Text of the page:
You can help. Conservators at the Emil Buehler Conservation Laboratory are working to restore the original, 11-foot studio model of the USS Enterprise, used in all 79 episodes of the television series Star Trek, to its appearance from August of 1967, and you can help. We are looking for first-hand, primary source photos or film of the ship’s early years. Images of the model during production or on public display anytime between 1964 and 1976 will help conservators determine the model’s exact configuration at different stages of its journey. Hailing frequencies are open at StarshipEnterprise@si.edu.
The model, composed primarily of wood, sheet metal, and plastic, was built by the Production Models Shop, a company in Burbank, CA, in 1964. It underwent several modifications during production of the series, the last of which was completed in August of 1967, at the end of filming for the episode “The Trouble with Tribbles.” We hope to restore the Enterprise to that configuration.
Following the cancellation of the series, the model was crated and stored at Paramount Studios. Before being donated to the Smithsonian, it was displayed only once at Golden West College in Huntington Beach, CA in 1972. The event was Space Week, a ten-day menagerie of science activities, including exhibits of NASA hardware, a speech by sci-fi forefather Arthur C. Clarke, and an appearance by the world’s favorite retired Constitution-Class starship. More than 50,000 people visited Space Week, and the Enterprise conservation crew hopes some of them brought their Kodachrome and Instamatics.
In 1974, the model made the voyage to its new home in Washington, D.C., where it was displayed in the Smithsonian’s Arts and Industries Building. On July 1, 1976, the beginning of America's Bicentennial Weekend, the brand-new National Air and Space Museum building opened its doors on Independence Avenue. The Enterprise was prominently displayed at the entrance to the Life in the Universe gallery. The Enterprise will go back on display in the Boeing Milestones of Flight Hall in time for the Museum’s 40th anniversary next summer. Watch for updates on the Museum’s social channels or join the conversation by using #MilestonesofFlight.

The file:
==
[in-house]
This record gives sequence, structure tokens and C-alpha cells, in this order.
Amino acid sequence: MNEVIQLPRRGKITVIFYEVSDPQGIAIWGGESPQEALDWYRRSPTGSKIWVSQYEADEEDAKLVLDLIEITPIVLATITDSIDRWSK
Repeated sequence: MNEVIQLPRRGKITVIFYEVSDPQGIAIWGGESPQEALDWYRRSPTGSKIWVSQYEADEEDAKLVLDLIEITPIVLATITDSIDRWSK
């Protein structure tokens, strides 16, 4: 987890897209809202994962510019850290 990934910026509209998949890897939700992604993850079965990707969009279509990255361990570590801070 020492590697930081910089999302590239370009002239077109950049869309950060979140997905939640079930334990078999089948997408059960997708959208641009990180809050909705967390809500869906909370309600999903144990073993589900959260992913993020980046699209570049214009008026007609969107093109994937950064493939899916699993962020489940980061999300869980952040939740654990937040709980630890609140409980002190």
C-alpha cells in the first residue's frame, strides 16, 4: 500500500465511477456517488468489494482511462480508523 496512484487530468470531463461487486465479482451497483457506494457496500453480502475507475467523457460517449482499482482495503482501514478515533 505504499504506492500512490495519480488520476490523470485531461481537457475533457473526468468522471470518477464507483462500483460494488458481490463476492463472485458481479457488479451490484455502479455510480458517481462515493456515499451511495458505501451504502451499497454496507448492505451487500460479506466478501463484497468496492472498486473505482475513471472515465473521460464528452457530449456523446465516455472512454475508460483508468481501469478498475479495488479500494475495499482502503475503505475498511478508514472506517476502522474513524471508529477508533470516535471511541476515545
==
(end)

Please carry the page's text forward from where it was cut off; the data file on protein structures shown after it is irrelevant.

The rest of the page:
Did you or someone you know encounter the Enterprise during its working life in Hollywood between 1964 and 1969? Did you attend Space Week at Golden West College in 1972 or see the ship at the Arts and Industries building in 1974/75? Were you one of the five million visitors who saw the ship in the new National Air and Space Museum in 1976? If so, the Museum wants your photos! To find out how to submit electronic copies of first-hand photos or film of the Enterprise studio model, please e-mail StarshipEnterprise@si.edu.
Please note: Screen captures from episodes, previously published photos, or images currently available online are not needed.
Nick Partridge is a public affairs specialist at the National Air and Space Museum